Thousands of people in the southern German city of Augsburg had to leave their Christmas presents and decorations behind, forced to evacuate while authorities worked on disarming a large World War II aerial bomb.
The bomb was uncovered last week during construction work in the city's historic central district. Police say Christmas Day is the best time to defuse it because there is less traffic and it is more likely people can stay with relatives.
Police rang doorbells and used vans with loudspeakers to urge procrastinators to leave ahead of a 10 am deadline on Sunday. Traffic into the evacuation zone was halted from 8 am local time. Some 32,000 homes with 54,000 residents are in the evacuation zone. Christmas morning services at the medieval cathedral with its famed boys' choir were moved to another church.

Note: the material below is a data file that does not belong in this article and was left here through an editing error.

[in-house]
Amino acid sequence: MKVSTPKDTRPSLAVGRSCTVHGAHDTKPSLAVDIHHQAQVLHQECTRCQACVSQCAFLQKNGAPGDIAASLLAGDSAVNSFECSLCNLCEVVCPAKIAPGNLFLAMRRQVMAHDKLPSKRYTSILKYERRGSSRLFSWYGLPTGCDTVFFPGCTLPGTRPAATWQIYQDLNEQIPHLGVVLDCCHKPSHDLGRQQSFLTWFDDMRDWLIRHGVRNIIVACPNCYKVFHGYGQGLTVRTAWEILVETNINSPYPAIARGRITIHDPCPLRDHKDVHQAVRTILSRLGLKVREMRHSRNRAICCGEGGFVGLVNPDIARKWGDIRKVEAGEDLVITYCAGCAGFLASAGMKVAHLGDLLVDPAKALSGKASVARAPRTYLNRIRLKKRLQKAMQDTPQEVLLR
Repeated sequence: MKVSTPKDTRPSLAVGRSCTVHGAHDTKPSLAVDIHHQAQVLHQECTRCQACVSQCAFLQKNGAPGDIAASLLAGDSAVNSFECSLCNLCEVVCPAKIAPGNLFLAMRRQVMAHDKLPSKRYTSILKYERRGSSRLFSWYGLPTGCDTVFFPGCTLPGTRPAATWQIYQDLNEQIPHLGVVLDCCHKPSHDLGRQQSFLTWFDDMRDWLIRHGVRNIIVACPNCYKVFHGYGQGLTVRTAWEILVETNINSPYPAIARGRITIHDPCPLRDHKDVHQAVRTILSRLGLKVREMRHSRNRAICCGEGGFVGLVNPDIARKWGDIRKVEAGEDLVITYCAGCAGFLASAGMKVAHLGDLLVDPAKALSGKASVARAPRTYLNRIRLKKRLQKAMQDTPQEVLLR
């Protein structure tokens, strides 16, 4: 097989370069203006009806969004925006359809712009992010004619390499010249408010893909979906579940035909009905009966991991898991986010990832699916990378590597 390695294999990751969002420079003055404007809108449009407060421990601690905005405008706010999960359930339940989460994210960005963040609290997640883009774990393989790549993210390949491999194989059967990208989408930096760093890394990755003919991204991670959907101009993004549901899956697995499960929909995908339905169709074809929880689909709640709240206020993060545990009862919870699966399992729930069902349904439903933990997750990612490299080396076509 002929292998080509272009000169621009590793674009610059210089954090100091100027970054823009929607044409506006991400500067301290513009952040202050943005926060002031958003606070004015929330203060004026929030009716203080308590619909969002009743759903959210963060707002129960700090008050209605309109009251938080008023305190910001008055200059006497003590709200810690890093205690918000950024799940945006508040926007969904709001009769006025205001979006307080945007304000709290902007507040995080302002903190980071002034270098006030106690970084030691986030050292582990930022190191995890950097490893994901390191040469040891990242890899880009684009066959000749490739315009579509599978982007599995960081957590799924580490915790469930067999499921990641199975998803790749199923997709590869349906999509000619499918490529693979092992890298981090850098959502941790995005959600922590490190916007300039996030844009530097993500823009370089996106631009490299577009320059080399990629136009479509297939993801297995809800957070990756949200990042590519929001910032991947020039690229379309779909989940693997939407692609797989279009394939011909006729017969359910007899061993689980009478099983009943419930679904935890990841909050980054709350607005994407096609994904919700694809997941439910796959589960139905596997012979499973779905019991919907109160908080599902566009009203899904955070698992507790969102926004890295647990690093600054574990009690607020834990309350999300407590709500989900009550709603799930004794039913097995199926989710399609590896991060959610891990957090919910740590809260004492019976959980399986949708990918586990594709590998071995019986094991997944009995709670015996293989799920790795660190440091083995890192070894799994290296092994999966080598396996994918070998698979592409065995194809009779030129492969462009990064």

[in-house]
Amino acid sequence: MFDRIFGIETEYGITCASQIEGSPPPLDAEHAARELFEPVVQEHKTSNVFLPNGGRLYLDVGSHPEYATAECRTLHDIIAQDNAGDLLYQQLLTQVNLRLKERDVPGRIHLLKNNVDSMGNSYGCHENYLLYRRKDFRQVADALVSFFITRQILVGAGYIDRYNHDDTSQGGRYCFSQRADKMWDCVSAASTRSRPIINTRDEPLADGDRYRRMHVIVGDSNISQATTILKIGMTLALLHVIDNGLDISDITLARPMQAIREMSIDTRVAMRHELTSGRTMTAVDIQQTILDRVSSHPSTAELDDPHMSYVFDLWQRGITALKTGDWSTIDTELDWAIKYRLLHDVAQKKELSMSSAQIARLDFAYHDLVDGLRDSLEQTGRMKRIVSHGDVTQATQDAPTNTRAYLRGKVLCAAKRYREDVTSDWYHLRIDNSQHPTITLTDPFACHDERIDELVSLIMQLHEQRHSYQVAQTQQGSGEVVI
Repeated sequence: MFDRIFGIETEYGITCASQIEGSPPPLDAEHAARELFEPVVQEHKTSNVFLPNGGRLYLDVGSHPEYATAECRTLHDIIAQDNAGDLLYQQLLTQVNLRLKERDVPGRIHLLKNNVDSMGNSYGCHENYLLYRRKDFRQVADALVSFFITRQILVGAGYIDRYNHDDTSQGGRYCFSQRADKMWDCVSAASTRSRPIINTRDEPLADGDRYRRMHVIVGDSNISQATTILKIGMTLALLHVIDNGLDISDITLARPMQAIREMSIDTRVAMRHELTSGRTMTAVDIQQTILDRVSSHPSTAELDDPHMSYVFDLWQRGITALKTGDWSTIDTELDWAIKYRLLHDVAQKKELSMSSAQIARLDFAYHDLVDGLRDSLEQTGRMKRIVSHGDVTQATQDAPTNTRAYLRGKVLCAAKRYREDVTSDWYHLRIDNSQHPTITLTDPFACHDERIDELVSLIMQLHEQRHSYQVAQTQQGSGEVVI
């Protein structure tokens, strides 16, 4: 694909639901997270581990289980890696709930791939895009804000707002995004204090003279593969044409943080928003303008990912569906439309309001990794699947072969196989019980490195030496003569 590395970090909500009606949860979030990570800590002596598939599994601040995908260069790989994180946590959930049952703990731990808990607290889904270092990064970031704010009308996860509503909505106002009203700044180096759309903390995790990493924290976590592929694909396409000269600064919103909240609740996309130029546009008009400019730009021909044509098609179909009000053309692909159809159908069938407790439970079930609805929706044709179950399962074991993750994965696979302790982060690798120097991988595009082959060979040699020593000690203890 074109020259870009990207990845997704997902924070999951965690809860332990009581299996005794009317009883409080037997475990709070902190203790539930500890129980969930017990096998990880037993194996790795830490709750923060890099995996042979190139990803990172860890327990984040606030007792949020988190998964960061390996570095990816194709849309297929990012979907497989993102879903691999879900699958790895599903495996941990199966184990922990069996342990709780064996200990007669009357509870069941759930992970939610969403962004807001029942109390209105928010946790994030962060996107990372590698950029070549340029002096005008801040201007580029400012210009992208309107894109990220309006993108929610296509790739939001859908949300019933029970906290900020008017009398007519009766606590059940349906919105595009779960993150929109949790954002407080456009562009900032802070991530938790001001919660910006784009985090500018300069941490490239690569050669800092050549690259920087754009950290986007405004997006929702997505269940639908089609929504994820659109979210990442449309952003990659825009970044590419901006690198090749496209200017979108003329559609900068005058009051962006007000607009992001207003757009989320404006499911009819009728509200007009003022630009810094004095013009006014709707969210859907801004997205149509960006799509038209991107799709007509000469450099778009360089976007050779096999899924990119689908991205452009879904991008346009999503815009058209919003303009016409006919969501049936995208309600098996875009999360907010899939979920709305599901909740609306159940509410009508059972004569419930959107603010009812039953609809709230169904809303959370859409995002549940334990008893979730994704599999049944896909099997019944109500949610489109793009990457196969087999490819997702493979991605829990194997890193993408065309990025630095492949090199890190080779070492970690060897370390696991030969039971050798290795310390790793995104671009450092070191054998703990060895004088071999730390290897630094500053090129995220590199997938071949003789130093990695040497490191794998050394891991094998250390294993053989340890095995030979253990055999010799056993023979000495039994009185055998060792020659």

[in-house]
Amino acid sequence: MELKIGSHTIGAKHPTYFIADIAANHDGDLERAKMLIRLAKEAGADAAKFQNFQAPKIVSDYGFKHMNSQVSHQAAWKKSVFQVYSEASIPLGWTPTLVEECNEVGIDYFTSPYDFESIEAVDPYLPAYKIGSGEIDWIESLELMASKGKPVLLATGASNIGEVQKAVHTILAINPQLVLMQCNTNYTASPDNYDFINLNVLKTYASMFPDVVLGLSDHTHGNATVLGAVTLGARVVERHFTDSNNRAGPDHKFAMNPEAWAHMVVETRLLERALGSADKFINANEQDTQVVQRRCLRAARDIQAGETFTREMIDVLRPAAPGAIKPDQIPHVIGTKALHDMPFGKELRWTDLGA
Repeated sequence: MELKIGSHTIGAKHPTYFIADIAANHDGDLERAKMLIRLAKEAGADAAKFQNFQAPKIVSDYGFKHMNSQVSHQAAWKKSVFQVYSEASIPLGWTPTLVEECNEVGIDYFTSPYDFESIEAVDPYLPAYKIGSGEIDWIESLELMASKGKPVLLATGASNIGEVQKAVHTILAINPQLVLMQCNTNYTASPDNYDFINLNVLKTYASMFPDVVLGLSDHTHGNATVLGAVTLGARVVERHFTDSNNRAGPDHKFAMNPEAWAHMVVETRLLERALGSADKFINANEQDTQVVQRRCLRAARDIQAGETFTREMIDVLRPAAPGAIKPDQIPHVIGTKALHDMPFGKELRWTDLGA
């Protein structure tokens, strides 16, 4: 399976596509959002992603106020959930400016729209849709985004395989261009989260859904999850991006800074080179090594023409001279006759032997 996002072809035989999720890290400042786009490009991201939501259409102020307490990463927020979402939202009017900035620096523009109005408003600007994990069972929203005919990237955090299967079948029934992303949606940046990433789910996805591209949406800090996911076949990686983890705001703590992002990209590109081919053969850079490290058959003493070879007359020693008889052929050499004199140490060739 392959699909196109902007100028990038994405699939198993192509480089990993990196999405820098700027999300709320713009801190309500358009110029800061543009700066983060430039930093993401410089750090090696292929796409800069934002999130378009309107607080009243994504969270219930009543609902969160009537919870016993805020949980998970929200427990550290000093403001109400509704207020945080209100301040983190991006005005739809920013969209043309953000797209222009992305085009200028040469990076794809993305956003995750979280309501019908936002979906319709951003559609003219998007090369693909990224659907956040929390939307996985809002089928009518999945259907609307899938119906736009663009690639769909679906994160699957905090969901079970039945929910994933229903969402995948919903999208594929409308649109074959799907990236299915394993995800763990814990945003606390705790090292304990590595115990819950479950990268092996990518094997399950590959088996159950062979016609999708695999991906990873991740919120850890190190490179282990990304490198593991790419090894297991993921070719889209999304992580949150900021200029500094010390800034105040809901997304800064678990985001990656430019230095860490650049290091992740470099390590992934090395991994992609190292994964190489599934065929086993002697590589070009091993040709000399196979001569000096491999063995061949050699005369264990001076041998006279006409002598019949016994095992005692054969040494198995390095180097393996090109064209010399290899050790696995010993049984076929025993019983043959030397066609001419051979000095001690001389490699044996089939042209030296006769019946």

Police aren't making any promises about how long it will take to disarm the bomb. Schools and sports facilities have been opened as shelters, but police said they were not full and many people had already left for relatives' homes by Christmas Eve. About 200 people came to the town's exhibition centre and 100 to the WWK Arena sports stadium. Public transportation was free of charge for the evacuation.
Finding World War II bombs is not unusual in Germany. Much of Augsburg's historic centre was destroyed on 25-26 February 1944, when hundreds of British and US bombers attacked the city.